> Clearly, plus is not an exact alias for '+' , just as :cmd is not the
> same as :`.  Is it that ruby aliases are not the same as shell aliases?

You're mixing up syntax and semantics. Syntactically, + is treated as an
operator which you can use in infix notation. plus however is not. But
both are methods, and they can be aliased as methods, but plus can never
become an operator. The use of operators is just syntactic sugar, a nice,
friendly way to write things so you don't have to write 1.+(2) all the
time but instead you can write the more readable 1+2 . Aliasing has no
effect on the syntax, 'alias plus +' just creates a new method called
plus that gets the same implementation as +. So it is more or less
equivalent to this:

  class Fixnum
    def plus(a)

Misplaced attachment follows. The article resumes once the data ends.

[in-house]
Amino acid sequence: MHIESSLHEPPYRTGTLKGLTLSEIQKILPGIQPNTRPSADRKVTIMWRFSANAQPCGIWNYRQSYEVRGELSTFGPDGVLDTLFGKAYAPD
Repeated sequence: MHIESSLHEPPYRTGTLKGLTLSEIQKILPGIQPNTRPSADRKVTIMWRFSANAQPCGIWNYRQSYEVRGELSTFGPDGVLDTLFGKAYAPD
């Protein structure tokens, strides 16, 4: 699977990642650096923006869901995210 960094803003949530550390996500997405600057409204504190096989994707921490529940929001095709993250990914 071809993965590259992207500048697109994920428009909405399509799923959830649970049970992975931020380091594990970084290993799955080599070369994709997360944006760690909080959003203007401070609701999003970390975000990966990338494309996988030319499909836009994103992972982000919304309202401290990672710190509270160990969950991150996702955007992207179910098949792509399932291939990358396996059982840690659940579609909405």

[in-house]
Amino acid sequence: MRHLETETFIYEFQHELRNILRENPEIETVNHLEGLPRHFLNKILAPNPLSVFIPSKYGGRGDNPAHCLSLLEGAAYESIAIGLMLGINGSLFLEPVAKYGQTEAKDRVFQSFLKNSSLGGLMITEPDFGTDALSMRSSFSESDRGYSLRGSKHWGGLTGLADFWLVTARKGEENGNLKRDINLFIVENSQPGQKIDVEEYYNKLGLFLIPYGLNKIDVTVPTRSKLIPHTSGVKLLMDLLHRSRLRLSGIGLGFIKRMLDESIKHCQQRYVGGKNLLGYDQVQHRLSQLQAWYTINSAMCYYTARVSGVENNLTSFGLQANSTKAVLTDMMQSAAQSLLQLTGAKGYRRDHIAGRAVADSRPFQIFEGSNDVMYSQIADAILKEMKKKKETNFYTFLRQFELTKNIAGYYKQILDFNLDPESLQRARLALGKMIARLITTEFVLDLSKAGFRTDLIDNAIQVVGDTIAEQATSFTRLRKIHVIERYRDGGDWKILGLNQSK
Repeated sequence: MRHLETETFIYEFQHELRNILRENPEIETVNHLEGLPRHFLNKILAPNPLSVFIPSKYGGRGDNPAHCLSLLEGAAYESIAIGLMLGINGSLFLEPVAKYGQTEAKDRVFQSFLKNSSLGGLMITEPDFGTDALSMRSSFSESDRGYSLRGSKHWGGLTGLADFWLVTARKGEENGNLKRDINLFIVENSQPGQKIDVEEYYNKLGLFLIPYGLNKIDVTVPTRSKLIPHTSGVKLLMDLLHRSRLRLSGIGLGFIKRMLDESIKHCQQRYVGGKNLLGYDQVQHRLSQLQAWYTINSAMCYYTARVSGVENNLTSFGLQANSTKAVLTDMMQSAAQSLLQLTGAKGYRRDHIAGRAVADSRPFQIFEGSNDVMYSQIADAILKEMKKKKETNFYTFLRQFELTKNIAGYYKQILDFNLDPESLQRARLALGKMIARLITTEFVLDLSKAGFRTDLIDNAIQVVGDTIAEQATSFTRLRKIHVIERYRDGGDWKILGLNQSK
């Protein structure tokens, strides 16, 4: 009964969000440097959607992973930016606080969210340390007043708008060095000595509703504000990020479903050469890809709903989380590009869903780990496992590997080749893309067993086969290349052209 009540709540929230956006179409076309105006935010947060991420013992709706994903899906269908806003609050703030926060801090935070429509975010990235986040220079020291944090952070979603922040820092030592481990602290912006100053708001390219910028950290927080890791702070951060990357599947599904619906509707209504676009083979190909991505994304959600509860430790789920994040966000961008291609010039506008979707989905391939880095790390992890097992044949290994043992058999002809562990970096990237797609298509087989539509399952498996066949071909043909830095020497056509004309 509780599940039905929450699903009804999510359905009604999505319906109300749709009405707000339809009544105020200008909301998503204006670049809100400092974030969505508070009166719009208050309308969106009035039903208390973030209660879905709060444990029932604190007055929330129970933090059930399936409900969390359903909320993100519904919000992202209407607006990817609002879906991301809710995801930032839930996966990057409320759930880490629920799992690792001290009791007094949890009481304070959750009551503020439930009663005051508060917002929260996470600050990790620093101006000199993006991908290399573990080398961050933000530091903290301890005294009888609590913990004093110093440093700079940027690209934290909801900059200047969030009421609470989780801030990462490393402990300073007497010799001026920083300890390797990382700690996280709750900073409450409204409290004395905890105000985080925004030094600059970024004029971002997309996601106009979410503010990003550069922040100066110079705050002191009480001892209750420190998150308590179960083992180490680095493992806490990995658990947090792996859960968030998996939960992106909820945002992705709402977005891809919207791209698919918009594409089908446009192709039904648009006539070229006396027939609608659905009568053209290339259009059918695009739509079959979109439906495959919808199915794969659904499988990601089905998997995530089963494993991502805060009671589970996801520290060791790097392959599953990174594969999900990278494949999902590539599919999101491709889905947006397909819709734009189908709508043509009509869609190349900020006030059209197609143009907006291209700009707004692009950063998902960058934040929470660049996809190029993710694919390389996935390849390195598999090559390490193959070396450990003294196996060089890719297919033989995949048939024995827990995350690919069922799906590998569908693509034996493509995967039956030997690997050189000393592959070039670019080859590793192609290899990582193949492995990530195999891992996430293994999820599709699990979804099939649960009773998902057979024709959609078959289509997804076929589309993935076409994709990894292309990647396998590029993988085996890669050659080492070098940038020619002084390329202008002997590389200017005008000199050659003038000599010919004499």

self + a
    end
  end

That's it. And you can't call this method using infix notation, only using
dot notation. I think you expect plus to simply be replaced with + in '1
plus 2', but it doesn't work like that. It basically just copies a given
method and gives it a new name. The same is true for the backtick, you
call it using a special syntax, but it is only a method call and aliasing
it doesn't get the alias the special syntax.

Just food for thought... How would you expect this to work out:

  class Fixnum
    alias plus +
  end

  def test(a, b)
    a plus b
  end

  test(1, 2)
  test("a", "b")

Given that plus is an alias for + for Fixnums,